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Bad Omen Anecdote

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Patrick: Maybe a story will cheer you up. It's called The Ugly Barnacle. Once, there was an ugly barnacle. He was so ugly that everyone died! The end.
SpongeBob: That didn't help at all!
SpongeBob SquarePants, "Something Smells"

This trope is for when, in the middle of some tense, possibly life-or-death situation, one character will remark to the other: "You know, this reminds me of a similar story..." The other character, hopeful, will remark "Oh, and they succeeded?" and of course, the first character says "No, they all died, actually."

May overlap with Metaphorgotten if the person giving the example genuinely forgot the unfortunate ending of it. Also overlaps with Analogy Backfire, "Shaggy Dog" Story and Ice-Cream Koan.


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    Anime and Manga 

    Films — Animation 
  • Played even more for laughs than usual in Hoodwinked!, as the person giving the omen seems to have no idea that the anecdote ended badly in the first place. When Twitchy and the Wolf are trapped in a cave:
    Twitchy: We're gonna die in here!
    Wolf (intending to be reassuring): Hey, now. That's what they said at the Alamo.
  • In Gnomeo & Juliet, Gnomeo has a chat with a statue of William Shakespeare, who tells him that he knows this story. When Gnomeo asks what happens to the lovers in that story, Shakespeare tells him that they both die.
    Gnomeo: They both die? What kind of an ending is that?
    Shakespeare: My dear boy, this is a tragedy.
    Gnomeo: Yeah, you're telling me, mate! It's rubbish! There's gotta be a better ending than that!
  • When Hot Rod and Kup are trying to avoid a Macross Missile Massacre in The Transformers: The Movie, Kup likens it to an encounter with shrikebats on Dromedon. When Hot Rod asks what he did back then, Kup remarks that there were an awful lot of casualties before remembering they reversed the polarities. It works, sort of.
  • The Brave Little Toaster, when the appliances try to cross a waterfall.
    Radio: I think Houdini did this once, and if I remember right, he was out of the hospital in no time.
    Lampy: Well, that's encouraging.

    Films — Live-Action 
  • Near the conclusion of Beverly Hills Cop, Billy and his partner, Taggart, find themselves outnumbered and pinned down by enemy gunfire. Despite the gravity of their situation, it's made clear that Billy is having the time of his life, as he gleefully recalls how Butch Cassidy and the Sundance Kid found themselves in a similar situation when facing the Bolivian Army. Taggart tells Billy, if they make it out alive, he's going to make him pay.
  • In Dumb and Dumber, Lloyd tricks Sea Bass and his friends into picking up Lloyd and Harry's tab at a restaurant. They rush off in their van before Sea Bass can catch them. While on the road:
    Harry: That was great! Did you come up with that yourself?
    Lloyd: No, I saw it in a movie once.
    Harry: Let me guess, they get away scot-free?
    Lloyd: No! In the movie, they catch up to him about half a mile down the road and slit his throat! (laughs) It was good one!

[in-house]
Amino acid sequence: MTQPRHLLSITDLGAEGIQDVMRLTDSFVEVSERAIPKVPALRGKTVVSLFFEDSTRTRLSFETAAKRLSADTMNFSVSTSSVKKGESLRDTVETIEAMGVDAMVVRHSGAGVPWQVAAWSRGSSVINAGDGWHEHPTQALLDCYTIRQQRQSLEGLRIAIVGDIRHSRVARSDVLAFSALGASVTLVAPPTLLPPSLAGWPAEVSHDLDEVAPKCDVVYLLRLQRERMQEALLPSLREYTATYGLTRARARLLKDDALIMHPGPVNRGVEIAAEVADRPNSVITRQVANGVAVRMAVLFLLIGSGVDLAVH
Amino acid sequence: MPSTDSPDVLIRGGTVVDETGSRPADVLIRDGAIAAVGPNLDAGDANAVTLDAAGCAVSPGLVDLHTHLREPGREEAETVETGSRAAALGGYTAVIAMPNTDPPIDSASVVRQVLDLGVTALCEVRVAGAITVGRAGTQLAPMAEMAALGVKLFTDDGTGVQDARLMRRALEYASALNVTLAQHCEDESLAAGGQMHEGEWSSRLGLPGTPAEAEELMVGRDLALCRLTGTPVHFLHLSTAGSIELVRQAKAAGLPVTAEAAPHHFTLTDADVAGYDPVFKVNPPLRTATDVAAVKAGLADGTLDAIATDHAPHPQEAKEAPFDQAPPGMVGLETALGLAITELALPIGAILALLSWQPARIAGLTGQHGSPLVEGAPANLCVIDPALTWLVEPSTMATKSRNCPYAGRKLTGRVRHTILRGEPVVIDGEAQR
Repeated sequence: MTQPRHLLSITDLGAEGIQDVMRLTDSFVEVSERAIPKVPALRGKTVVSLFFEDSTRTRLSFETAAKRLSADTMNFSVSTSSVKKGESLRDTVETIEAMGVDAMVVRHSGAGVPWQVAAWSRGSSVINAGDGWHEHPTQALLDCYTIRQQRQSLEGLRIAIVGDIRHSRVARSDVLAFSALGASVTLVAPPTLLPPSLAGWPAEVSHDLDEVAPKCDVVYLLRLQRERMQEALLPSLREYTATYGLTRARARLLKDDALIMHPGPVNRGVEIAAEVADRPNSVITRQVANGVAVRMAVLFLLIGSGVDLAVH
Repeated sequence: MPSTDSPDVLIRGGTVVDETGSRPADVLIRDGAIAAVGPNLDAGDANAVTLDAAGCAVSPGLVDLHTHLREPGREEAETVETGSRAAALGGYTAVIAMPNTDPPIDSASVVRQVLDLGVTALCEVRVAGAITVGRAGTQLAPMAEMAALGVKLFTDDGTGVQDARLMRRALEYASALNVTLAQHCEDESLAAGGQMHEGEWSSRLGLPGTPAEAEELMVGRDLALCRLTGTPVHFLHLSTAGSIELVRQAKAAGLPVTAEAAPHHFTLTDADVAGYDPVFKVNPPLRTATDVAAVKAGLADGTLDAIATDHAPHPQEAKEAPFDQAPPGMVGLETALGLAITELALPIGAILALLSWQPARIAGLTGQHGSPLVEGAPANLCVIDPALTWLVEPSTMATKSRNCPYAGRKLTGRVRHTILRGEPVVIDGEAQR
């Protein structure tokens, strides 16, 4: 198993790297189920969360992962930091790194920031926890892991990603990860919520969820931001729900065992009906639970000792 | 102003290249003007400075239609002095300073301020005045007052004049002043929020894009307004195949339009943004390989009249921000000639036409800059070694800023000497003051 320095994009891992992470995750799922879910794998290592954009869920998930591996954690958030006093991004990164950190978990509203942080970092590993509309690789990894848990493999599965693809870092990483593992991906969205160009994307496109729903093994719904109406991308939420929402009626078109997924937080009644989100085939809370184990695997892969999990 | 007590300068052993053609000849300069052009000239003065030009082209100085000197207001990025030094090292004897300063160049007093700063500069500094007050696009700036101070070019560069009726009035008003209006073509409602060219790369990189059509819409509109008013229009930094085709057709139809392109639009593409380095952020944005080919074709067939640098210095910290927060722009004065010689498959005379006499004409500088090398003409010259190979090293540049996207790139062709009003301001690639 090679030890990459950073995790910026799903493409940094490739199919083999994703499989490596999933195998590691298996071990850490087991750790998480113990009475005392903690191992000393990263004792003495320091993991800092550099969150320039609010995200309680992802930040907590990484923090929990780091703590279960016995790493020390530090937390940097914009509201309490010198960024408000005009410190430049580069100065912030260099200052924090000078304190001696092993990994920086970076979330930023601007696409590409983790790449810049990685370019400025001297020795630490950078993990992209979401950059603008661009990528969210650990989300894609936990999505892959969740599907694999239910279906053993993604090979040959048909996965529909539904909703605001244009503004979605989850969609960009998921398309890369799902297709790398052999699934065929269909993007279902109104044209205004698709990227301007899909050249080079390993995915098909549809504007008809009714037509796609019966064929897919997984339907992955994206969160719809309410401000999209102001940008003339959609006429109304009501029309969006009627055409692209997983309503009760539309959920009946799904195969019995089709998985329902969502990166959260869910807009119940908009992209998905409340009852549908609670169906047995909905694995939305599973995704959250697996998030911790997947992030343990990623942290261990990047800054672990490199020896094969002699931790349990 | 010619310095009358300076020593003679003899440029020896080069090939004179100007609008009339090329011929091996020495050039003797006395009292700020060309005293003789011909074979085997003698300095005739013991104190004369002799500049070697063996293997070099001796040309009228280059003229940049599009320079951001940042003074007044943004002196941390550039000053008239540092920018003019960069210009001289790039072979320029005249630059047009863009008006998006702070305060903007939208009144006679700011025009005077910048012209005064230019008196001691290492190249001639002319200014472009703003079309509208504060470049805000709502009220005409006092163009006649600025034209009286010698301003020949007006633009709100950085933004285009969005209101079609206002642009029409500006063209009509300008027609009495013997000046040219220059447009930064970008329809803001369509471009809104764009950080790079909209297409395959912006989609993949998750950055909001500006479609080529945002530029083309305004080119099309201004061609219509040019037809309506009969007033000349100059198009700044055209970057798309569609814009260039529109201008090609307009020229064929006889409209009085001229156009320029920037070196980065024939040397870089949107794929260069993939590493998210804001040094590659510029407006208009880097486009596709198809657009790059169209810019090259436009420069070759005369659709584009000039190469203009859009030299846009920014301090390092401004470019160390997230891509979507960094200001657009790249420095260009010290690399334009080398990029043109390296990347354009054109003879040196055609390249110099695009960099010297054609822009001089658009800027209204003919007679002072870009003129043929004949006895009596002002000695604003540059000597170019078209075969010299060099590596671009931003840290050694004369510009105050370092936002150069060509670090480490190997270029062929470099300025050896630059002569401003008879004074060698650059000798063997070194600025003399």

[Harry starts driving a lot faster]
  • The Hunt (2020): At one point Crystal Creasy (the film's Anti-Hero) tells Don (one of her fellow hunted) a variation of "The Tortoise and the Hare" that starts off as normal (the tortoise wins because Slow and Steady Wins the Race and the hare freaks out at his loss and yells that "the hare always wins!") but turns for the horrifying when the hare arrives to the tortoise's house that very night and kills the tortoise and his whole family (even forcing the tortoise to see his family die first), because "the hare always wins". Don is notably creeped out afterwards, both by the tale and the way Crystal narrated it in a nonchalant fashion.
  • Judge Dredd. Dredd and Fergie are trying to get back into Mega City.
    Dredd: There is a way in. Six years ago, two refugees figured it out. It's a vent to the city's incinerator. There's a burst twice a minute. That means somebody could run through that tube and have 30 seconds before it flames again.
    Fergie: And these, these refugees, they made it through, right?
    Dredd: Actually, they were roasted. But the theory's sound.
  • This exchange from the film version of Harry Potter and the Philosopher's Stone, before Harry's first Quidditch game:
    Oliver Wood: Scared, Harry?
    Harry: A little.
    Oliver Wood: That's all right. I felt the same way before my first game.
    Harry: What happened?
    Oliver Wood: I, uh, I don't really remember. I took a bludger to the head two minutes in. Woke up in hospital a week later.
    [Harry has an Oh, Crap! look as the game begins]
  • In The Last Samurai, Nathan Algren is talking to Katsumoto about the war and makes note that they can win, despite being outnumbered and outgunned, using the Battle of Thermopylae to exemplify his thesis and tactics. Katsumoto never heard of said battle (as Japan was isolated from the world until the movie's time period), so he only knows what Algren told him. Moments before they march to war, this exchange occurs: